CHESTERFIELD COUNTY, Va. -- Greenfield Elementary was buzzing with energy Monday for “House Day;” the quarterly celebration of competition and service that stems from a system that’s part Harry Potter, part community outreach.
Every year, students at Greenfield are sorted into “houses” using a randomized electronic spinning wheel, whether they are kindergartners or new-to-the-school third graders. Students remain within their houses for the entirety of their time at Greenfield.
The school mascot is the Dragons, and the houses reflect it: fire dragons, ice dragons, sea dragons, sky dragons, and space dragons. The aim is to help build community within the school beyond a student’s immediate classroom or grade.
“Whether it’s in kindergarten or whether you come here in third, fourth, fifth grade, whatever, once you’re sorted in that house, you’re in that house until you leave,” said JP Gates, the P.E. teacher at Greenfield who helped launch the program. “That’s what this House system does. It allows us to interact from fifth grade to kindergartners.”
“All of our students matter, no matter where they came from, what walk of life. They get to meet everybody, and they feel more included, and they have friends across grade levels,” said Nick Leonard, the music arts teacher at Greenfield who also helped launch the house system.
The program began five years ago after a visit to an Atlanta area school that incorporated a similar system. Gates and Leonard said Greenfield has adapted and adjusted how they do things over the years.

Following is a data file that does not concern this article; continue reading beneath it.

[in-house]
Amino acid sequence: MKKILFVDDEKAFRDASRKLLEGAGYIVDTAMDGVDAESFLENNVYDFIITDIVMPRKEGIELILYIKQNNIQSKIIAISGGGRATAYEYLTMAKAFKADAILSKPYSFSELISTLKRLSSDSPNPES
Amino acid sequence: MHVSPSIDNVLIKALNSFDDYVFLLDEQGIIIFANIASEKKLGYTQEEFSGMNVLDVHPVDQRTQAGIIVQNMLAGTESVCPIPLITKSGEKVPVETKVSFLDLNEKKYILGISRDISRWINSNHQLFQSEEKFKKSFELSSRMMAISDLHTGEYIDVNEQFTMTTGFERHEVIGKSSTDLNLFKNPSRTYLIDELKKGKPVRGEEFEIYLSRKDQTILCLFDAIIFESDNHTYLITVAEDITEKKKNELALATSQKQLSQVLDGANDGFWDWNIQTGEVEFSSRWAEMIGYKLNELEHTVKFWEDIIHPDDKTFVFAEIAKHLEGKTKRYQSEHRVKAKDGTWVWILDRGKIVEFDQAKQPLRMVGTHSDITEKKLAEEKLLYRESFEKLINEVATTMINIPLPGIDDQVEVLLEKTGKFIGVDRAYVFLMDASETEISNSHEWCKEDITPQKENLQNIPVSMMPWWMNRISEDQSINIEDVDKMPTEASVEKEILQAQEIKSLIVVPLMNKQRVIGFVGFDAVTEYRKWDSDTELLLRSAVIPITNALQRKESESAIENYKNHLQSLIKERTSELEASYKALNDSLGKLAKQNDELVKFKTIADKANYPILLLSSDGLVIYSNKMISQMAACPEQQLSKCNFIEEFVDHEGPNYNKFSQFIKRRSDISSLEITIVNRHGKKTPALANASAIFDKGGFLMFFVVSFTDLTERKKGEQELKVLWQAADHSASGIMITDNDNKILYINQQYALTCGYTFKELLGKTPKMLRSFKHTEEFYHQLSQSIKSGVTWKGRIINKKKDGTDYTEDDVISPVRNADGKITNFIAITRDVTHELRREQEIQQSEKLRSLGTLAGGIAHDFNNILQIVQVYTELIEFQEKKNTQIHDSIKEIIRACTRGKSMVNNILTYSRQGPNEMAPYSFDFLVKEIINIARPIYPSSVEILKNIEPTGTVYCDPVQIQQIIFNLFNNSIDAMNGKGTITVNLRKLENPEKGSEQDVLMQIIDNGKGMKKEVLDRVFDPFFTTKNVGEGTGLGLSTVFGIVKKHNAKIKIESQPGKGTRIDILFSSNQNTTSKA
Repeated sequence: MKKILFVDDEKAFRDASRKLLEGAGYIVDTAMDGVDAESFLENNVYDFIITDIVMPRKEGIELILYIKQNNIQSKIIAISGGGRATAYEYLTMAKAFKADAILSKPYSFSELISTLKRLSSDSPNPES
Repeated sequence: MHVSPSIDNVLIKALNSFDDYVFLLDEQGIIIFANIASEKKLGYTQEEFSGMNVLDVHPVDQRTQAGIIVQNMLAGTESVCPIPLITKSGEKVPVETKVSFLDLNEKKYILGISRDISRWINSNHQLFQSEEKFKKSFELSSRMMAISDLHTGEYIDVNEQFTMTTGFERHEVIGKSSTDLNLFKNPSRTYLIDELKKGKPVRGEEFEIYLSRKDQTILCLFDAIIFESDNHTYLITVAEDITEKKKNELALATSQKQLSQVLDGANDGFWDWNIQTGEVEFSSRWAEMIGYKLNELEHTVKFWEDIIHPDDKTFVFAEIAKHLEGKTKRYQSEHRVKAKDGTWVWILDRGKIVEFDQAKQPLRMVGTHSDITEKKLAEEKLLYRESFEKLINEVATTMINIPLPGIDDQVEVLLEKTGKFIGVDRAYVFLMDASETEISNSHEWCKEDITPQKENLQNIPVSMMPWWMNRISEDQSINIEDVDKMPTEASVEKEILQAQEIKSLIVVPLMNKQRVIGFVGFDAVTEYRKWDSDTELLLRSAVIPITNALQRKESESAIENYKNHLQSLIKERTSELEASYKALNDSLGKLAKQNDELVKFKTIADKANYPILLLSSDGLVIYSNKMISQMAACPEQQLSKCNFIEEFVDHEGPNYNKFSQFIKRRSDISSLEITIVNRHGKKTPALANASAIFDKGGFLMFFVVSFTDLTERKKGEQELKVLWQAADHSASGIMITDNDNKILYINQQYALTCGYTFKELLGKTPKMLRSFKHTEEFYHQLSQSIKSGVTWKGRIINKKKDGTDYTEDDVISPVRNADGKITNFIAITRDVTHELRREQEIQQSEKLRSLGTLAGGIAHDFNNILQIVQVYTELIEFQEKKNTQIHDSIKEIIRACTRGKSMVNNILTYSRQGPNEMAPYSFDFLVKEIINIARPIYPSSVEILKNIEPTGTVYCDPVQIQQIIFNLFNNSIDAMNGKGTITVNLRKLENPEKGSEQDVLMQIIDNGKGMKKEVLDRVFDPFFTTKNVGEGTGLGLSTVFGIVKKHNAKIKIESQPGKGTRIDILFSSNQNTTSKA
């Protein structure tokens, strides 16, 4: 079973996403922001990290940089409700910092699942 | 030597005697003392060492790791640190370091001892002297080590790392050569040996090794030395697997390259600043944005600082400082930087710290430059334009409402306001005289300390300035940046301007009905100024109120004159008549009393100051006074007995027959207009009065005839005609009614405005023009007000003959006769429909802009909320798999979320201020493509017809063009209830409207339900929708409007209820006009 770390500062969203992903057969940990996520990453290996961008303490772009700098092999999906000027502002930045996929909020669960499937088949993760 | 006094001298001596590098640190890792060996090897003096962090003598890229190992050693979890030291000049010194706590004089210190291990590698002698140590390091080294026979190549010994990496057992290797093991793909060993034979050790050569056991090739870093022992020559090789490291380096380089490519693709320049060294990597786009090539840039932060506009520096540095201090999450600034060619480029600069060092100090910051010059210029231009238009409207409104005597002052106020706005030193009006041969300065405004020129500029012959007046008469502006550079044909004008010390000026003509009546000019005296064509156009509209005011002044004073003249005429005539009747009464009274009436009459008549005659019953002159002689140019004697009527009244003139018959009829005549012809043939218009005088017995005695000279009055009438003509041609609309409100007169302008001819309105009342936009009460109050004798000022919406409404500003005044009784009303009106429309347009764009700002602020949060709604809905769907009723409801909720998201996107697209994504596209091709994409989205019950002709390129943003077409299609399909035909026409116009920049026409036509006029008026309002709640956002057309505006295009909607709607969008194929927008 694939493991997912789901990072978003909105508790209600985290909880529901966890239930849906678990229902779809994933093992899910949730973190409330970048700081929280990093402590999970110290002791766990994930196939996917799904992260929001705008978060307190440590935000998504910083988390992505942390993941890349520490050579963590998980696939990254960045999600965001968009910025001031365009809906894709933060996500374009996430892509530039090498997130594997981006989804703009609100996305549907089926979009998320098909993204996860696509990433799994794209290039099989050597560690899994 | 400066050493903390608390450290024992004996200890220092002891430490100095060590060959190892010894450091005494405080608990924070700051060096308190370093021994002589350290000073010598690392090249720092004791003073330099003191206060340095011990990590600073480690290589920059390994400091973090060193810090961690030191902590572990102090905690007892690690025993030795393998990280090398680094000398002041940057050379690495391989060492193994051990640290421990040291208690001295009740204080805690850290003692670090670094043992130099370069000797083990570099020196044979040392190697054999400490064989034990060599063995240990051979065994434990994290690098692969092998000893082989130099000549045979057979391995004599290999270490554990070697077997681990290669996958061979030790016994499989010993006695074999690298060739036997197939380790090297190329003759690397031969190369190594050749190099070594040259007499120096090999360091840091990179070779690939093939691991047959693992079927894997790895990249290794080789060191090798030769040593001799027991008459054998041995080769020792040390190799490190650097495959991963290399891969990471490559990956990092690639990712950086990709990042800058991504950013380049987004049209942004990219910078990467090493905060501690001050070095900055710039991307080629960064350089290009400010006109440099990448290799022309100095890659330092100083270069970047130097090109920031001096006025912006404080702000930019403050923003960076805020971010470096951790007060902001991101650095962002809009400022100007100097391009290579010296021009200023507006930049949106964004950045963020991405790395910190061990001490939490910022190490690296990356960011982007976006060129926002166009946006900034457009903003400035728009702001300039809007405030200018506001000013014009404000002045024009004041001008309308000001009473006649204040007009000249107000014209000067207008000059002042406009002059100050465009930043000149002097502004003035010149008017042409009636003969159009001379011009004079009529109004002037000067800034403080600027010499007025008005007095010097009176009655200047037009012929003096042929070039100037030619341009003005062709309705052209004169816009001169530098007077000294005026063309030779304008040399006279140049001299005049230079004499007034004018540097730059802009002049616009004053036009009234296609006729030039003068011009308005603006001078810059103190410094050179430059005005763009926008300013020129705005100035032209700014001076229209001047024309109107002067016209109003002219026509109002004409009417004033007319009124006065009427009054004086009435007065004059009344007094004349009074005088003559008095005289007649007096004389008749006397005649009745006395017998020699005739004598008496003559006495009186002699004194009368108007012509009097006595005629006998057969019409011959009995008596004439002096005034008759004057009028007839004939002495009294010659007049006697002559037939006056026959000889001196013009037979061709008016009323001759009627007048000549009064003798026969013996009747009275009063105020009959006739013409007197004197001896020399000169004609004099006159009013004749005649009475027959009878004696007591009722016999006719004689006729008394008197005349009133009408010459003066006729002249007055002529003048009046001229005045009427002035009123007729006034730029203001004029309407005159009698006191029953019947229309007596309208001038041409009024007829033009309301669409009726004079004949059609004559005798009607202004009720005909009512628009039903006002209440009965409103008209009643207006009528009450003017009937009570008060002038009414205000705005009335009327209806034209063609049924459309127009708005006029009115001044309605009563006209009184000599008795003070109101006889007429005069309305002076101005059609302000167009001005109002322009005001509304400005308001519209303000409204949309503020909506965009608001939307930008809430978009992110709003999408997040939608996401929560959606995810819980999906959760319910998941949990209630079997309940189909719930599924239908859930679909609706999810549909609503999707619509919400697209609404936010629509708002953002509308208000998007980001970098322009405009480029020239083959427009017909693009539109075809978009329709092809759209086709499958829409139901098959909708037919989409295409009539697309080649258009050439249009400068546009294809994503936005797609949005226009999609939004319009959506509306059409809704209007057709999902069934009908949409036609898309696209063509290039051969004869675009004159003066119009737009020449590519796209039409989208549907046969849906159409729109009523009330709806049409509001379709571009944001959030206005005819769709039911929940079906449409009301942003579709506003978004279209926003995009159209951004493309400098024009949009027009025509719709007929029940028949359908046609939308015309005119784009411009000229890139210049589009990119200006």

Students earn points for their house throughout the year by completing tasks and referrals for good behaviors, among other things.
“So if you get a bus referral, that’s also adding points to your total,” Gates said.
“They know that they're part of something bigger than just their classrooms, they're part of their entire house system. So every single choice they make throughout the day and throughout the year affects their house and their representation of that house,” Leonard said.
Extending the program's reach beyond the school building is part of its growth. During House Days, the students of each house work together on a service project for others in the community.
Monday, students made cards and decorations that will be delivered to local nursing homes, first responders, and children’s hospitals.
“This could be the only card that someone gets, you know, and think about how special that's going to be that you were the one that provided such an uplifting moment for a stranger,” Gates said. “That's what we really need to try and push. Let's look at how we can make our community better. We're making our school community better, let's expand that.”
The educators at Greenfield judge the success of the program by student buy-in and the relationships they build. You can see what it means for the students by watching the video above and seeing the reaction from the space dragons when they won the quarterly contest.
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